Let us return, 4. Traffick ; business.

And strain what other means is left unto tis The doctor must needs die rich; he had great

In our dear-peril.

Timon. dealings in his way for many years. Swift.

Some dear cause DEAMBULA'TION. n. s. [deambulatio,

Will in concealment wrap me up


When I am known aright, you shall not grieve Latin.] The act of walking abroad.

Lending me this acquaintance.

King Lear. DeA'MBULATORY. adj. [deambulo, Lat ] Would I had met my dearest foe in heav'n, Relating to the practice of walking Or ever I had seen that day!

Hamlet. abroad.

Thy other banish'd son, with his dear sight DEAN. n. s. [decanus, Latin ; doyen, Fr. Struck pale and bloodless. Titus Andron.

From the Greek word dixer; in English, DEAR. n. s. A word of endearment ; ten; because he was anciently set over


That kiss ten canons or prebendaries at least in

I carried from thee, dear; and my true lip some cathedral church. Ayliffe.] The

Hath virgin'd it e'er since.

Shakspeare. second dignitary of a diocese.

Go, dear, each minute does new danger bring. As there are two foundations of cathedral

Dryden. churches in England, the old and the new (the

See, my dear, new are those which Henry viu. upon sup How lavish nature has adorn'd the year. Dry; pression of abbeys transformed from abbot or DE'ARBOUGHT. adj. [dear and bought.] prior and convent, to dean and chapter), so there

Purchased at a high price. are two means of creating these deans; for those of the old foundation are brought to their dig

O fleeting joys

Of Paradise ! dearbought with lasting woe. Milt. nity much like bishops, the king first sending

Such dearbought blessings happen ev'ry day, out his congé d'elire to the chapter, the chapter

Because we know not for what things to pray. then chusing, and the bishop confirming them,

Dryden. and giving his mandate to instal them. Those

Forget not what my ransom cost, of the new foundation are, by a shorter course, installed by virtue of the king's letters -patent, DE'ARLING. n. s. (now written darling.]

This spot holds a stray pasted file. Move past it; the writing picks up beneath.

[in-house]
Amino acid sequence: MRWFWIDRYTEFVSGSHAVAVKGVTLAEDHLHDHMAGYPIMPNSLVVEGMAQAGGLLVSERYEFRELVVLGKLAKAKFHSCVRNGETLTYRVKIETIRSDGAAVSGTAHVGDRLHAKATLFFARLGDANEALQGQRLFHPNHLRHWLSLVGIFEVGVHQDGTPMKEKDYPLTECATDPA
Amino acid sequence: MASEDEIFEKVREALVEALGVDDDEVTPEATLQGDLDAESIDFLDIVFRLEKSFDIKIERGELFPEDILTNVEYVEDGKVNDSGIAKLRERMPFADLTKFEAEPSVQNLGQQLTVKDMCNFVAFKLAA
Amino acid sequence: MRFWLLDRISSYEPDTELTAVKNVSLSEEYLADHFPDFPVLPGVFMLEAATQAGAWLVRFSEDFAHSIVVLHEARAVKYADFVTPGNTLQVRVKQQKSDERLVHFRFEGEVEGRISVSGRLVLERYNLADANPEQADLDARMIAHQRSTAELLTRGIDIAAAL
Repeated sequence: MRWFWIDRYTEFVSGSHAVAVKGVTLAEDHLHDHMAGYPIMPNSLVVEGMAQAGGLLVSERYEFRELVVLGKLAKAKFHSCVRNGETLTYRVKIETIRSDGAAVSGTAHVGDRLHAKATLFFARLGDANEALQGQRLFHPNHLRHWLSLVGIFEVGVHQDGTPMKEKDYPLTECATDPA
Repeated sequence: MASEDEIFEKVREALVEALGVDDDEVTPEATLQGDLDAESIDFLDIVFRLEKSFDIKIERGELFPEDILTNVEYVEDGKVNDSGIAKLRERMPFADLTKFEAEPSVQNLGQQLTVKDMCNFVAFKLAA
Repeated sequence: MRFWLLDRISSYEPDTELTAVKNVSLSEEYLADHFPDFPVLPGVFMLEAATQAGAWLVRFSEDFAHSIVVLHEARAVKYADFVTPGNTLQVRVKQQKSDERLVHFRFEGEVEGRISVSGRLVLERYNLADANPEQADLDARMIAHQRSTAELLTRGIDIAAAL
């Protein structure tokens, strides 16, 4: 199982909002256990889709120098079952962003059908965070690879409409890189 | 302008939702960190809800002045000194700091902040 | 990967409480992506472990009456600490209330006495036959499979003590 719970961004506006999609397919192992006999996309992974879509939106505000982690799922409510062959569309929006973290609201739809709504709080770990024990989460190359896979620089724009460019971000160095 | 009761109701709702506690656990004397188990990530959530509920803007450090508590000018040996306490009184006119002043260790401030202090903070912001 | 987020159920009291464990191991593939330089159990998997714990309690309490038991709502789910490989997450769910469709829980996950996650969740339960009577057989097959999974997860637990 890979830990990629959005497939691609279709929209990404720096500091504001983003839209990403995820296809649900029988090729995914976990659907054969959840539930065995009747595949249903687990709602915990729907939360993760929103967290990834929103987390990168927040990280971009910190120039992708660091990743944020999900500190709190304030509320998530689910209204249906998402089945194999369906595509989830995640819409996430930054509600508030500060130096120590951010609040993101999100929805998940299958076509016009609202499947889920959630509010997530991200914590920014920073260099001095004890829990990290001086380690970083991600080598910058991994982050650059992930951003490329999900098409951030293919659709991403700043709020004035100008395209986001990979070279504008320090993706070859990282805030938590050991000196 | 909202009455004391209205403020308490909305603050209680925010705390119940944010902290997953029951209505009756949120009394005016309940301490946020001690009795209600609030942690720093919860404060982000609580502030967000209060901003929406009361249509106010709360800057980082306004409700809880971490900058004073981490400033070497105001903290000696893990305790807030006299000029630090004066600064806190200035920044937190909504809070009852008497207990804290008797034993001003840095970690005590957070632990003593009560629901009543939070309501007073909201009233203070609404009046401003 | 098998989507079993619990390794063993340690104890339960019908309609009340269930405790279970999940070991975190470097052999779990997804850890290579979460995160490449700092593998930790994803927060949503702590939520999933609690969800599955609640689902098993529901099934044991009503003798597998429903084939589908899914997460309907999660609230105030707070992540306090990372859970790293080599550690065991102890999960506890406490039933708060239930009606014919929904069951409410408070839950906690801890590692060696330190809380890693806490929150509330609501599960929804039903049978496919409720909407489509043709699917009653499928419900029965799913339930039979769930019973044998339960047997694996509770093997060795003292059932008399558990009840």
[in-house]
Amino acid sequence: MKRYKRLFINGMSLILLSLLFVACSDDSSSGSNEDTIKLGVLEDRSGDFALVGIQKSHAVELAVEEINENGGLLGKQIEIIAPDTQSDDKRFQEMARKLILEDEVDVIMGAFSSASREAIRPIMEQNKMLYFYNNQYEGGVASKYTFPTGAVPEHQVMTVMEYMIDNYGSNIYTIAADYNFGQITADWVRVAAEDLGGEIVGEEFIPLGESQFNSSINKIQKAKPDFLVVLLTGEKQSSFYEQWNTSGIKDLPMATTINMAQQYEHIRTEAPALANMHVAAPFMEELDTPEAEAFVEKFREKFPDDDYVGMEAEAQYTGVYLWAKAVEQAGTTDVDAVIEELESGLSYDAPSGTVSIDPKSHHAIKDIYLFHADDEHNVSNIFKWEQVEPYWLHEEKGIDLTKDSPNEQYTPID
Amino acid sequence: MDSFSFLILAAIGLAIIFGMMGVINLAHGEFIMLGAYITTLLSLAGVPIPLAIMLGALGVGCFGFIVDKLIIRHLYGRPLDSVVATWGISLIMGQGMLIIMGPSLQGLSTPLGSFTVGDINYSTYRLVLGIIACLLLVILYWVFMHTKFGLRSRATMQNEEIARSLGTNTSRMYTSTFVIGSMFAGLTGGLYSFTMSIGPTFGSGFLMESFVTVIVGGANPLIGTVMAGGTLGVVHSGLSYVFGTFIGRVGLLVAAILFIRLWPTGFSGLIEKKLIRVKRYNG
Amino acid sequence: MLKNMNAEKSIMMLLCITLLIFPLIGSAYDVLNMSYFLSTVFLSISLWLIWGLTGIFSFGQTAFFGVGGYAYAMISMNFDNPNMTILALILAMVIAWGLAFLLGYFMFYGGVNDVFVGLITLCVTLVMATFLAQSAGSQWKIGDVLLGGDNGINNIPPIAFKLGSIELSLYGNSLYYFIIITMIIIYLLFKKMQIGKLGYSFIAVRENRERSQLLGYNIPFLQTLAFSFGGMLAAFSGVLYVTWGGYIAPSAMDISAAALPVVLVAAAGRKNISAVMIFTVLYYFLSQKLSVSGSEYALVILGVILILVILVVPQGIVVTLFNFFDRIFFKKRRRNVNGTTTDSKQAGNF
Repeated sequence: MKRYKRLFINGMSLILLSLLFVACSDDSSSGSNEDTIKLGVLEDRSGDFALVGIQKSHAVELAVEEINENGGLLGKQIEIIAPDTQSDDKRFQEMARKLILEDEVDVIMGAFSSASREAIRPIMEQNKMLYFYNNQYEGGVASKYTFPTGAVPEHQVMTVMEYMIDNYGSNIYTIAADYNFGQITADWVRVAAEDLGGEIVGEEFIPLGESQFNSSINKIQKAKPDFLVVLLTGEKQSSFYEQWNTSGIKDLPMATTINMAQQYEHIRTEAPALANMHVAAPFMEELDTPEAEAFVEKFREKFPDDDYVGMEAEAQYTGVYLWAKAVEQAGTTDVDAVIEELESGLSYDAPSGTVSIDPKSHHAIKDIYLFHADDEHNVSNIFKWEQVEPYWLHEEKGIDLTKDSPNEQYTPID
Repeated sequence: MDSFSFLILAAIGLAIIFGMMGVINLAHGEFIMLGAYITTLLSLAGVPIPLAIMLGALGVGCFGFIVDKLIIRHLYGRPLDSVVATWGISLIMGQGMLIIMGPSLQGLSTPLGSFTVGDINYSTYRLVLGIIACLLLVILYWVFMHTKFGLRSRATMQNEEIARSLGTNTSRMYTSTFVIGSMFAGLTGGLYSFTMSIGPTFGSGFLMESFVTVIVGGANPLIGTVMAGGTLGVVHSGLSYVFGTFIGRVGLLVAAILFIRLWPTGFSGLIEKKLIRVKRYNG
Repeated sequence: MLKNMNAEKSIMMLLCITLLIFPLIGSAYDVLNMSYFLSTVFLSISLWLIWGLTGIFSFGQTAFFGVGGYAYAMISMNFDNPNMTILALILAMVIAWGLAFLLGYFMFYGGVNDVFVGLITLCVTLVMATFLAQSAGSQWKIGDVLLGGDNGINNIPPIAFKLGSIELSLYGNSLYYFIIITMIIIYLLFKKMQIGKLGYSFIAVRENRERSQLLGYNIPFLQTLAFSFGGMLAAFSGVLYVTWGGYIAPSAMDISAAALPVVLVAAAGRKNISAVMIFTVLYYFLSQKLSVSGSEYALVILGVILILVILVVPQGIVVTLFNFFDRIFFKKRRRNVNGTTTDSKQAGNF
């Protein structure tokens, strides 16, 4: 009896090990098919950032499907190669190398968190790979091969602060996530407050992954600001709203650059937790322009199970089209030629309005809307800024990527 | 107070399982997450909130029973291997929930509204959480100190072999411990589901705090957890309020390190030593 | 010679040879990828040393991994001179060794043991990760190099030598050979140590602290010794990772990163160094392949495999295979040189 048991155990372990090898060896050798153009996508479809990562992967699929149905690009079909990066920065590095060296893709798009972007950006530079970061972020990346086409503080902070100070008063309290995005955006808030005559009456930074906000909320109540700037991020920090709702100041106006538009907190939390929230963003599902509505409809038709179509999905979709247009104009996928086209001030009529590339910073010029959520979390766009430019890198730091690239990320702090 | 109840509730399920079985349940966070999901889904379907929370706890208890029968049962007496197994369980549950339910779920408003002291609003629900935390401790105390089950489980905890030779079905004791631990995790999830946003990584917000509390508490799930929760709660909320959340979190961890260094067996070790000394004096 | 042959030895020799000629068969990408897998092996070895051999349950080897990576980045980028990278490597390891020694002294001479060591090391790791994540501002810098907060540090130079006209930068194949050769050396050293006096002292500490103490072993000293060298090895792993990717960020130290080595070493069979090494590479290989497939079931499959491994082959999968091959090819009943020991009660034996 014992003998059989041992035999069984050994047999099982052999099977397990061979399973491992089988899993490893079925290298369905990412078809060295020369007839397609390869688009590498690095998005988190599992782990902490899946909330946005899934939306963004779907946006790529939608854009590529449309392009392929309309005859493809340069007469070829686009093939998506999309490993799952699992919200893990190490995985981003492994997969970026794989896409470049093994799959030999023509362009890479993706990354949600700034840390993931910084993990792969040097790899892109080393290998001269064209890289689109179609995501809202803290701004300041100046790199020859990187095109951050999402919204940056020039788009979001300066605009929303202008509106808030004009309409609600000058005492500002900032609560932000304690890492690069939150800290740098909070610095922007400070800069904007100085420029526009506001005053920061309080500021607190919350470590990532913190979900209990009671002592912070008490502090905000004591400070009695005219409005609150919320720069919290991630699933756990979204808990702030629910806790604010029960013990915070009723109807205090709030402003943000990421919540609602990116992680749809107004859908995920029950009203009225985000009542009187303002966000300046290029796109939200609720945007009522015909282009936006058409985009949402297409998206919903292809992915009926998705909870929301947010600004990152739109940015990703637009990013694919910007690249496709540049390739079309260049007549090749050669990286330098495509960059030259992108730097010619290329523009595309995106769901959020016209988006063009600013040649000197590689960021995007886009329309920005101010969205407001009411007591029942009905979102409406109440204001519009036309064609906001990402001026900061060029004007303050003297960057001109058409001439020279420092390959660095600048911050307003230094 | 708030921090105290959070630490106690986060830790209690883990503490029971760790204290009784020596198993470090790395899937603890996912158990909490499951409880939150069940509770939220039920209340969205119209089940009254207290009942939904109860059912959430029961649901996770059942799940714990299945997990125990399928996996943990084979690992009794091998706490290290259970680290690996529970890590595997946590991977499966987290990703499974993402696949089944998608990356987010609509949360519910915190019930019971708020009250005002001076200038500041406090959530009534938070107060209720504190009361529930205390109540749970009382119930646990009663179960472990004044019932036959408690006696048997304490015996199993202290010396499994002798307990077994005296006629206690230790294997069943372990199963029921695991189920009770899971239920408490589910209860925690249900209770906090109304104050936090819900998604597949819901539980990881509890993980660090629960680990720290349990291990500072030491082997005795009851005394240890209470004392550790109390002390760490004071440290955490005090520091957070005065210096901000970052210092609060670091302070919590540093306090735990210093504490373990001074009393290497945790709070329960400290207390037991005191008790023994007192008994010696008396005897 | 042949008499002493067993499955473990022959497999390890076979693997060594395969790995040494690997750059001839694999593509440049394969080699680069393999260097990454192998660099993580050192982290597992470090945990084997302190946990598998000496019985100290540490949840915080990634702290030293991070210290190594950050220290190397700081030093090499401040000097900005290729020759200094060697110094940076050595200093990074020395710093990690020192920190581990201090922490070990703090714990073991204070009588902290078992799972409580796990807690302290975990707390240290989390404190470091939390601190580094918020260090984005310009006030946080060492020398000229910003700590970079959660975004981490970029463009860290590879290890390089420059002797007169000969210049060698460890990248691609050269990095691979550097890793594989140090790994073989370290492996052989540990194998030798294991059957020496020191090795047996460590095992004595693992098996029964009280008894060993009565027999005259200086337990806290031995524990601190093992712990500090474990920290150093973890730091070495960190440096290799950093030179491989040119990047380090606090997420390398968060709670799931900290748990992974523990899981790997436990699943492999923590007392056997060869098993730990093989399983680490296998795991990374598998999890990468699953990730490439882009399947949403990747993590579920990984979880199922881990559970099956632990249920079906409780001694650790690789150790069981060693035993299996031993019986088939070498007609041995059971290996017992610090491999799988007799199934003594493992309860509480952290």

Nor let my dearbought soul be lost. Roscommon. without either election or confirmation. This word is also applied to divers, that are

Favourite. chief of certain peculiar churches or chapels; as

They do feed on nectar, heavenly-wise, the dear of the king's chapel, the dean of the With Hercules and Hebe, and the rest Arches, the dean of St. George's chapel at Wind Of Venus' dearlings, through her bounty blest. sor, and the dean of Bocking in Essex. Cowell.

Spenser. The dear and canons, or prebends, of cathe- DE'ARLY. adv. (from dear.] dral churches, were of great use in the church; 1. With great fondness. they were not only to be of counsel with the

For the unquestionable virtues of her person bishop for his revenue, but chiefly for govern and mind, he loved her dearly.

Wolton. ment in causes ecclesiastical. Use your best

2. At a high price. means to prefer such to those places who are fit

It is rarely bought, and then also bought for that purpose.

dearly enough with such a fine.

Bacon. DE'ANERY. n. s. [from dean.]

Turnus shall dearly pay for faith forsworn; 1. The office of a dean.

And corps, and swords, and shields, on Tyber He could no longer keep the deanery of the


Dryden. chapel-royal.

Clarendon. My father dotes: and let him still dote on; 2. The revenue of a dean.

He buys his mistress dearly with his throne. Put both deans in one; or, if that's too much

Dryden. trouble,

To DEARN. v. a. [Dyrnán, Sax. to hide.] Instead of the deans make the deanery double. To mend clothes. See DARN.

Swift. DE'ARNESS. n. s. [from dear.] 3. The house of a dean.

1. Fondness; kindness; love. Take her by the hand, away with her to the

My brother holds you well, and in dearness of deanery, and dispatch it quickly. Sbakspeare.

heart' hath hoped to effect your ensuing marDE'ANSHIP. n. s. [from dean.] The of. riage.

Sbakspeare. fice and rank of a dean.

The whole senate dedicated an altar to FriendDEAR. adj. [deor, Saxon.]

ship, as to a goddess, in respect of the great 1. Beloved ; favourite; darling.

dearness of friendship between them two. Bacon. Your brother Glo'ster hates you.

He who hates his neighbour mortaily, and Oh! no: he loves me, and he holds me dear.

wisely too, must profess all the dearness of Shakspeare.

friendship, with readiness to serve him. South. The dear, dear name she bathes in flowing

2. Scarcity; high price. tears;

Landlords prohibit tenants from plowing, Hangs o'er the tomb.


which is seen in the dearness of corn. Swift And the last joy was dearer than the rest. DE'ARNLY, advi [deorn, Sax.] Se


cretly ; privately; unseen. Obsolete. 2. Valuable; of a high price; costly. At last, as chanc'd them by a forest sive What made directors cheat, the South-sea

To pass, for succour from the scorching ray, year?

They heard a rueful voice, that dearnly cried To feed on ven’son when it sold so dear. Pope. With piercing shrieks.

Spenser. 3. Scarce; not plentiful: as, a dear gear. DEARTH, 1. s. (from dear.] 4. It seems to be sometimes used in Shak

1. Scarcity which makes food dear. speare for deer; sad ; hateful ; grievous. In times of dearth, it drained much coin out What foolish boldness brought thee to their of the kingdom, to furnish us with corn from mercies, foreign parts.


[ocr errors]
[ocr errors]
[merged small][ocr errors][ocr errors][ocr errors]

bitter agony.